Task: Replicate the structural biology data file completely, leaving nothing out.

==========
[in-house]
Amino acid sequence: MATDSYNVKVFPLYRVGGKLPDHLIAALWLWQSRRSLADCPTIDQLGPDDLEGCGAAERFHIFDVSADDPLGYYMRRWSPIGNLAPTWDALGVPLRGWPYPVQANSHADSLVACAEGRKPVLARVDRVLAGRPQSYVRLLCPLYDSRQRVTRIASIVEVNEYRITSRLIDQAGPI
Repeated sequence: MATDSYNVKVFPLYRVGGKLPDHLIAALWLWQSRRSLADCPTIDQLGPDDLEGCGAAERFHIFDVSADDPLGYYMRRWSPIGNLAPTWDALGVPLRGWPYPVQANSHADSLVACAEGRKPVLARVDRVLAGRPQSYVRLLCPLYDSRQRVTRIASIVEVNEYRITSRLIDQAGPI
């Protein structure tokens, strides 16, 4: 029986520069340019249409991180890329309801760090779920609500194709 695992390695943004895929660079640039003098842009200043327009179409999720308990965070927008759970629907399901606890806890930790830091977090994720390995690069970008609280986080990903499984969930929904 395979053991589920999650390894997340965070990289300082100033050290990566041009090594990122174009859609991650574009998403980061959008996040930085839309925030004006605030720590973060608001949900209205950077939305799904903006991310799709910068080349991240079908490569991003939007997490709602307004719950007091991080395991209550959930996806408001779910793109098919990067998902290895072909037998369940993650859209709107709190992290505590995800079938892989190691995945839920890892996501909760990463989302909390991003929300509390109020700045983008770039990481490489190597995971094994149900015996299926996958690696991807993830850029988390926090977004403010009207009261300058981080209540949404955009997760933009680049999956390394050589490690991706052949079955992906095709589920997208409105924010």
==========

[in-house]
Amino acid sequence: MATDSYNVKVFPLYRVGGKLPDHLIAALWLWQSRRSLADCPTIDQLGPDDLEGCGAAERFHIFDVSADDPLGYYMRRWSPIGNLAPTWDALGVPLRGWPYPVQANSHADSLVACAEGRKPVLARVDRVLAGRPQSYVRLLCPLYDSRQRVTRIASIVEVNEYRITSRLIDQAGPI
Repeated sequence: MATDSYNVKVFPLYRVGGKLPDHLIAALWLWQSRRSLADCPTIDQLGPDDLEGCGAAERFHIFDVSADDPLGYYMRRWSPIGNLAPTWDALGVPLRGWPYPVQANSHADSLVACAEGRKPVLARVDRVLAGRPQSYVRLLCPLYDSRQRVTRIASIVEVNEYRITSRLIDQAGPI
């Protein structure tokens, strides 16, 4: 029986520069340019249409991180890329309801760090779920609500194709 695992390695943004895929660079640039003098842009200043327009179409999720308990965070927008759970629907399901606890806890930790830091977090994720390995690069970008609280986080990903499984969930929904 395979053991589920999650390894997340965070990289300082100033050290990566041009090594990122174009859609991650574009998403980061959008996040930085839309925030004006605030720590973060608001949900209205950077939305799904903006991310799709910068080349991240079908490569991003939007997490709602307004719950007091991080395991209550959930996806408001779910793109098919990067998902290895072909037998369940993650859209709107709190992290505590995800079938892989190691995945839920890892996501909760990463989302909390991003929300509390109020700045983008770039990481490489190597995971094994149900015996299926996958690696991807993830850029988390926090977004403010009207009261300058981080209540949404955009997760933009680049999956390394050589490690991706052949079955992906095709589920997208409105924010």